The number of swim errors made by APPswe/PS-1ΔE9 mice after 20 training trials increases steadily at 8, 9, and 10 months when mice receive control IgG therapy subcutaneously for 1, 2, or 3 months. In contrast, mice treated with subcutaneous NgR(310)ecto-Fc exhibit a halt in disease progression and show a trend toward improved performance after 3 months, by 10 months of age (Fig. 5d). RAWM errors are significantly reduced after 2 and 3 months of subcutaneous NgR(310)ecto-Fc treatment compared with rat IgG-treated mice (ANOVA, p < 0.05 and 0.02, respectively). These differences are related to improved memory function rather than altered vision, motivation, or motor capacity because no significant difference was observed in visible platform escape latencies between these groups (supplemental Fig.1, available at www.jneurosci.org as supplemental material). The improved performance of the NgR(310)ecto-Fc-treated mice is not present during initial swim trials but develops during the 24 h training period (supplemental Fig. 2, available at www.jneurosci.org as supplemental material). There is a positive correlation between the average RAWM errors and the density of Aβ-immunoreactive deposits across the two groups (Fig. 5e).
In the present study, we have defined the molecular requirements for Aβ interaction with NgR and exploited the affinity of these polypeptides to demonstrate a subcutaneous method for alleviating memory impairments in AD model mice. The 15–28 central residues of Aβ bind to a pocket on the concave surface of NgR that can be distinguished from the surface required for Nogo-66 binding. When NgR is administered subcutaneously, the protein does not enter the brain but can functionally shift Aβ from the brain to plasma. The net result of this shift is a lessening of AD-related pathology. Most critically, peripheral NgR(310)ecto-Fc improves memory performance even when treatment is initiated after symptoms develop. Thus, NgR therapy provides an alternative to immune-based Aβ therapies for AD.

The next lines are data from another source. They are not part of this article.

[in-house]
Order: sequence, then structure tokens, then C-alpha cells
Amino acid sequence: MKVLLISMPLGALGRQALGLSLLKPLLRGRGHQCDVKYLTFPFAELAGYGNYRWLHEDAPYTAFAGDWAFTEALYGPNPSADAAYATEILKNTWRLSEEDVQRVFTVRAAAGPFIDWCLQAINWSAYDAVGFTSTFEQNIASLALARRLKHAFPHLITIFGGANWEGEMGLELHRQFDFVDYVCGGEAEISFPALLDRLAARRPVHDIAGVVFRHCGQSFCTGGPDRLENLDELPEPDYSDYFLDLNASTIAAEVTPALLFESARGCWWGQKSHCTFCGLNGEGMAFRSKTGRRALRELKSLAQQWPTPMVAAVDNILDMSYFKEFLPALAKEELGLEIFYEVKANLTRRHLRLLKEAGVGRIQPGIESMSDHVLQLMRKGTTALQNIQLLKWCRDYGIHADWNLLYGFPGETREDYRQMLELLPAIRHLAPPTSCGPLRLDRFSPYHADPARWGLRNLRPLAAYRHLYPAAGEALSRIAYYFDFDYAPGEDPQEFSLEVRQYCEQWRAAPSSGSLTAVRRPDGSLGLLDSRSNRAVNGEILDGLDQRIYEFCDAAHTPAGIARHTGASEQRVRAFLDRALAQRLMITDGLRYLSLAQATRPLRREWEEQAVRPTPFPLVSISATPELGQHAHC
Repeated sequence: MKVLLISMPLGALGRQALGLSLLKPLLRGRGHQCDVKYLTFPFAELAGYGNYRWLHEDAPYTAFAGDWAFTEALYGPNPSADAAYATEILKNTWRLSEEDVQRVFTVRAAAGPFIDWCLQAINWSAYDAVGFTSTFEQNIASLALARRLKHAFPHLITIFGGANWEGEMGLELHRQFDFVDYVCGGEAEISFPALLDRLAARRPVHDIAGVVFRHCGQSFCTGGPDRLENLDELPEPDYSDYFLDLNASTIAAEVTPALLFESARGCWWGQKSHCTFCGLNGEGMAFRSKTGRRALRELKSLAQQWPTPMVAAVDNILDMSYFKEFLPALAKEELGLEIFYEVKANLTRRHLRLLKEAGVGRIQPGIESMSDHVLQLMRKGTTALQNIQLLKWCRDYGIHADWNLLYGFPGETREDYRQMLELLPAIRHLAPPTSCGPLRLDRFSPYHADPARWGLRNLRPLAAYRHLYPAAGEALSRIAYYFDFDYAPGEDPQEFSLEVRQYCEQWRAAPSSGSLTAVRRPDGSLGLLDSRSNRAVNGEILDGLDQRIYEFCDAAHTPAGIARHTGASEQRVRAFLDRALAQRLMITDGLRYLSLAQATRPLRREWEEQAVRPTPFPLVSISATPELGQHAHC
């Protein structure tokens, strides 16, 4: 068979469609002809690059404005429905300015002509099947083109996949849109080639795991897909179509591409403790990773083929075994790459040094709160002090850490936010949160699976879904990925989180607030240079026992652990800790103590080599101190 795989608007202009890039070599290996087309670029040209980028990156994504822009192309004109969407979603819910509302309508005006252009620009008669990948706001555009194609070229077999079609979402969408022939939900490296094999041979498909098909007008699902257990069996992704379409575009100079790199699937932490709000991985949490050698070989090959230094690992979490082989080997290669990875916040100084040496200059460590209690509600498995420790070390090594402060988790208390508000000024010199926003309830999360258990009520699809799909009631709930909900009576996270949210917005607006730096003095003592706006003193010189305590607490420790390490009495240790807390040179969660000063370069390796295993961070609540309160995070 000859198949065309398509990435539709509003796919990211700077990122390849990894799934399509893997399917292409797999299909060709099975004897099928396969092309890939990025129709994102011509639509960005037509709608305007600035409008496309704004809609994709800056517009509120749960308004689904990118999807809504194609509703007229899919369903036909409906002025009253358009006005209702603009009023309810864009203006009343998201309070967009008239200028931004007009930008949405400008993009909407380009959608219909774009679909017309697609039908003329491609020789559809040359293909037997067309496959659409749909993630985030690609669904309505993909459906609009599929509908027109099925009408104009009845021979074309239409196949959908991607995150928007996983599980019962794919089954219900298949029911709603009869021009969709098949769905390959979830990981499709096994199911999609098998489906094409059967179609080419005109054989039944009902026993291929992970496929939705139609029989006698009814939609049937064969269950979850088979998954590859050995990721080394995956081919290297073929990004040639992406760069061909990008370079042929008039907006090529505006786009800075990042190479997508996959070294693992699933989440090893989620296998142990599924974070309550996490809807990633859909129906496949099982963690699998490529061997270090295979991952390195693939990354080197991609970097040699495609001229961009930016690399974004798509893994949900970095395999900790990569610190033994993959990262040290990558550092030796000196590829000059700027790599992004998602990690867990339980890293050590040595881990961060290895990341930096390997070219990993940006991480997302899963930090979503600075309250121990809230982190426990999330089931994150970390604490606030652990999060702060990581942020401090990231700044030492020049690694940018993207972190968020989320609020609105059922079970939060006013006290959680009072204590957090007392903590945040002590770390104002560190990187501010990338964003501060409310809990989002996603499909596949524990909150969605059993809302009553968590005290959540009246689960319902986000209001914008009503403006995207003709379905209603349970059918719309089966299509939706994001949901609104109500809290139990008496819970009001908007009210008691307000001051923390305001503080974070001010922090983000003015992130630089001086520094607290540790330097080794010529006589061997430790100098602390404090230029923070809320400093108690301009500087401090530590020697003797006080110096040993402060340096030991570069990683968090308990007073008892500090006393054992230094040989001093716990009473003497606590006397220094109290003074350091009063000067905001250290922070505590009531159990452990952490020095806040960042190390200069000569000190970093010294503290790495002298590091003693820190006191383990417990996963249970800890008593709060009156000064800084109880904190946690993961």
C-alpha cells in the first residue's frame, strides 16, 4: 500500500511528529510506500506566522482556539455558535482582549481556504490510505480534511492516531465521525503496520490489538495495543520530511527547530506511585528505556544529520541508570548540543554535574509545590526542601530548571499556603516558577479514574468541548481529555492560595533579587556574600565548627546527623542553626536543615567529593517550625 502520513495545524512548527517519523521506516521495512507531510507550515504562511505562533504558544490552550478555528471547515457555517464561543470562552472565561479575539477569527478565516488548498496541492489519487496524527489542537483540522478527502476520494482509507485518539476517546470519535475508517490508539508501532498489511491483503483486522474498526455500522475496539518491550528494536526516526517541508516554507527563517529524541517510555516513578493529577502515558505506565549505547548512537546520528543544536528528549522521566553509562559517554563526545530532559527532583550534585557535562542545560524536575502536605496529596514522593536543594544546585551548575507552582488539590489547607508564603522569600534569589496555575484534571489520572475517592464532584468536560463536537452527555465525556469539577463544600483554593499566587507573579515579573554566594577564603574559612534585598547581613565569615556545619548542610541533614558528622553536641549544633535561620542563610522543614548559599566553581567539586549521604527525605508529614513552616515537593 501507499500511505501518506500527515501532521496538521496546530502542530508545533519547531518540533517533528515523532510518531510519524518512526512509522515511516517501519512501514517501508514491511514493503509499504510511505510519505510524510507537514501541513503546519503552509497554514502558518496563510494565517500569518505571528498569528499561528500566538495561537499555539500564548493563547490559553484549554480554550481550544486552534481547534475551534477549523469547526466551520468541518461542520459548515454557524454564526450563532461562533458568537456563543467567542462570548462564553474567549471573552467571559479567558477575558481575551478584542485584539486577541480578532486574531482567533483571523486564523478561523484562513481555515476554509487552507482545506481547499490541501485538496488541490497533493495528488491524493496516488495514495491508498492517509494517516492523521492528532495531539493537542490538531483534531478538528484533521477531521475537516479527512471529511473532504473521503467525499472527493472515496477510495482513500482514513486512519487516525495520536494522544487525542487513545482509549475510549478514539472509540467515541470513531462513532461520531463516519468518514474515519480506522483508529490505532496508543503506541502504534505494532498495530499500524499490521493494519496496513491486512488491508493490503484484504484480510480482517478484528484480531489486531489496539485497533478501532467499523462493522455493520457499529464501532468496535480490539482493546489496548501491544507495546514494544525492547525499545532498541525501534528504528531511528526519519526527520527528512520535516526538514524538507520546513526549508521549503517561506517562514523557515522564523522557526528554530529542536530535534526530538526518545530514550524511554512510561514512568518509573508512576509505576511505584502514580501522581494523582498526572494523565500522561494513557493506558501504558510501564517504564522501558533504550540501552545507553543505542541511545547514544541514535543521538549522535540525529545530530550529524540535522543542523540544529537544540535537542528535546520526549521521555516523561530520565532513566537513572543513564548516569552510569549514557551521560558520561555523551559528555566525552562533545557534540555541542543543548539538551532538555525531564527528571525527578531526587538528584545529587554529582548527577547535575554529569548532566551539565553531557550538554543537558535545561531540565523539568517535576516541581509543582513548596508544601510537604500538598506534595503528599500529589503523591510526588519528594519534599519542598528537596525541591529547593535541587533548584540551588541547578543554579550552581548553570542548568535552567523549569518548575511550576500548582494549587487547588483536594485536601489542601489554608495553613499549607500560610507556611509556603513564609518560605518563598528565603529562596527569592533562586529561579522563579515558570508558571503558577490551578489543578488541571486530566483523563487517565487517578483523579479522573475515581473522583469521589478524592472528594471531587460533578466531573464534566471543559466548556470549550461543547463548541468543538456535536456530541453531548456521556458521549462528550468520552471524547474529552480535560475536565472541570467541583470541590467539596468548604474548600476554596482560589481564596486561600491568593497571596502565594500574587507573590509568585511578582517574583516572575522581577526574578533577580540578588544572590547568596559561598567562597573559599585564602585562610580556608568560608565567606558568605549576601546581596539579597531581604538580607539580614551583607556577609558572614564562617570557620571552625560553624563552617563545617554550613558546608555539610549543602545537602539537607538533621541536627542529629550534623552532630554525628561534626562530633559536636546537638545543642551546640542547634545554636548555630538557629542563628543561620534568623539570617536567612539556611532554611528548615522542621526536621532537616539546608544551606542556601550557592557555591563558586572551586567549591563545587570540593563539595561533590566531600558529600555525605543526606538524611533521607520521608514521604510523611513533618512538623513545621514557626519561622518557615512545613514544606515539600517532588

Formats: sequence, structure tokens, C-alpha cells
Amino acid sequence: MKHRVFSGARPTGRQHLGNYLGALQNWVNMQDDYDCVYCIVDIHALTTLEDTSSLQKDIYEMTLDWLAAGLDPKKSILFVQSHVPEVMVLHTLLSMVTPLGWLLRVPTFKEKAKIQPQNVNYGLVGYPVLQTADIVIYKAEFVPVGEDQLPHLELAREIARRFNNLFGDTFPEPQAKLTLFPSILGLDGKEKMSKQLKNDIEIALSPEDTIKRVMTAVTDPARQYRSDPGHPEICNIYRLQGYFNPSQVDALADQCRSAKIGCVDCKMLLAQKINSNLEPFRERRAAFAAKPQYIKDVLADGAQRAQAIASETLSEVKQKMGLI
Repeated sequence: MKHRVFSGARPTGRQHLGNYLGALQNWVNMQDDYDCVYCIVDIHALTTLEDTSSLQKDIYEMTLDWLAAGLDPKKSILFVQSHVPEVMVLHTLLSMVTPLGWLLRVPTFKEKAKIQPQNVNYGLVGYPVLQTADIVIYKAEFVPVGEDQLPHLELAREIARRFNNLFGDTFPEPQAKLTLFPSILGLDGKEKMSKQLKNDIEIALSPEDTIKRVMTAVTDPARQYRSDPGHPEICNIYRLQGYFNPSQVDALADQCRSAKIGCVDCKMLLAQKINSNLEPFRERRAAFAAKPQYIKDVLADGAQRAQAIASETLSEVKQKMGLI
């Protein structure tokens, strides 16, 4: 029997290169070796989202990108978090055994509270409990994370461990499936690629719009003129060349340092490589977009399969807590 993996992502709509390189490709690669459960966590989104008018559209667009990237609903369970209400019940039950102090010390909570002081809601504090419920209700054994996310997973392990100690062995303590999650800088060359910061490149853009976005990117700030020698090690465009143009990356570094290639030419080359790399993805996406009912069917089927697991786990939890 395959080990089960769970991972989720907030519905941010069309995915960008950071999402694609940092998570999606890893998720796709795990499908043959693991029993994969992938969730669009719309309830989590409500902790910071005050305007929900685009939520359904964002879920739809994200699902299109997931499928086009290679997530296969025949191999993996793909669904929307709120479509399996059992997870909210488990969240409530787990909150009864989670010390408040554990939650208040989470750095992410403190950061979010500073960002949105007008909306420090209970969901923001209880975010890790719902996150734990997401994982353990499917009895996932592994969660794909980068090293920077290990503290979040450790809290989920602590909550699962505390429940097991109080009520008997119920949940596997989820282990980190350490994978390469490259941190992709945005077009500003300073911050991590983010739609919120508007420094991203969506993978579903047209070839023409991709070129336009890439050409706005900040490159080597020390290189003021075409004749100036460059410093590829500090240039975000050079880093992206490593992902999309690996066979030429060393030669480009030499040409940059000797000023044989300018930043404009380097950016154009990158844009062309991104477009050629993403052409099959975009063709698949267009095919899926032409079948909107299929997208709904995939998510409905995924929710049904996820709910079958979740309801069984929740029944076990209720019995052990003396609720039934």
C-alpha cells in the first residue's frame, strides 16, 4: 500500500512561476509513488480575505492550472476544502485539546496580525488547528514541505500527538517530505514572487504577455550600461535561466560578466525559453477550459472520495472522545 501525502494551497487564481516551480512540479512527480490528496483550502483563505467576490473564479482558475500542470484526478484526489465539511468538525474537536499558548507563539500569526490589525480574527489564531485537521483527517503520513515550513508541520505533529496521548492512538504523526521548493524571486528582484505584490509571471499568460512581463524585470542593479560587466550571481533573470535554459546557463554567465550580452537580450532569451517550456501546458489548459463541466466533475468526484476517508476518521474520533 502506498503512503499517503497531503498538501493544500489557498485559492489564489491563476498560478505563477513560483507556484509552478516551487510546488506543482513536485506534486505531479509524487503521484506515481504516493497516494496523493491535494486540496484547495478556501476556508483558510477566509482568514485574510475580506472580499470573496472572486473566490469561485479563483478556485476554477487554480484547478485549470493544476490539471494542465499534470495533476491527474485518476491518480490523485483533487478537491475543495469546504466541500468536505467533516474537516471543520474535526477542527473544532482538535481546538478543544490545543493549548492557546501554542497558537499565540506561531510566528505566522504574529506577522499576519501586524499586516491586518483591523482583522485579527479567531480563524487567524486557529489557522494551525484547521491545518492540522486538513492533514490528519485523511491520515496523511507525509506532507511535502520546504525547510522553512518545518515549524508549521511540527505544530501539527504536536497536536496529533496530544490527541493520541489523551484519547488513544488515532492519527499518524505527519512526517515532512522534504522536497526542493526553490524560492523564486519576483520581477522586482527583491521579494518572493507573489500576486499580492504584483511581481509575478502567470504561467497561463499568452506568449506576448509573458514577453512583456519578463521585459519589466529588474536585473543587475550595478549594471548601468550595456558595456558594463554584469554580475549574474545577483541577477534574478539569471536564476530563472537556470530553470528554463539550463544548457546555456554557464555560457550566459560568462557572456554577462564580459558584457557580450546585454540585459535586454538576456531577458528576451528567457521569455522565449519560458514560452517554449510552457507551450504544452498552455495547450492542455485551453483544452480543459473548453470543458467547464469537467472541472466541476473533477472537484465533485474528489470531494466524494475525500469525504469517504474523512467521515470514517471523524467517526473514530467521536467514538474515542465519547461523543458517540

In previous work, we had administered NgR(310)ecto-Fc intracerebroventricularly rather than subcutaneously to transgenic AD mice (Park et al., 2006). Similar reductions in Aβ were detected, but memory deficits were not assessed. Interestingly, the central administration of NgR(310)ecto-Fc reduced brain sAPPα as well as Aβ. Furthermore, the elevated Aβ and sAPPa in mice lacking NgR indicated that endogenous neuronal NgR serves to limit Aβ production. Thus, the binding of excess NgR to both APP and Aβ has the potential to reduce Aβ production as well as to enhance Aβ clearance. The predominant action of subcutaneous NgR is the acceleration of Aβ clearance.
The reduction in both Aβ and memory deficits with a nonimmunologic NgR protein provides additional evidence for the amyloid hypothesis of AD and also for the peripheral sink hypothesis of anti-Aβ Ab function. Several previous studies demonstrate that peripheral administration of Abs directed against Aβ reduces AD pathology. The Aβ residues recognized by NgR match most closely to the Aβ(13–28) epitope reacting with the m266 Ab. Like NgR(310)ecto-Fc, the m266 Ab reduces plaque burden (DeMattos et al., 2001; Dodart et al., 2002). As opposed to active or passive immunologic reagents, NgR is an endogenous protein and is not predicted to activate or to require cell-mediated mechanisms to reduce Aβ levels and Aβ-associated cognitive deficits. Two other non-Ig proteins, RAGE and gelsolin, have been shown to bind Aβ and to decrease brain Aβ load (Deane et al., 2003; Matsuoka et al., 2003; Arancio et al., 2004) when administered peripherally. However, the effect of these proteins on memory function has not been examined, and shifts in Aβ are complicated by the fact that endogenous gelsolin is cytoplasmic and that RAGE alters BBB transport (Deane et al., 2003).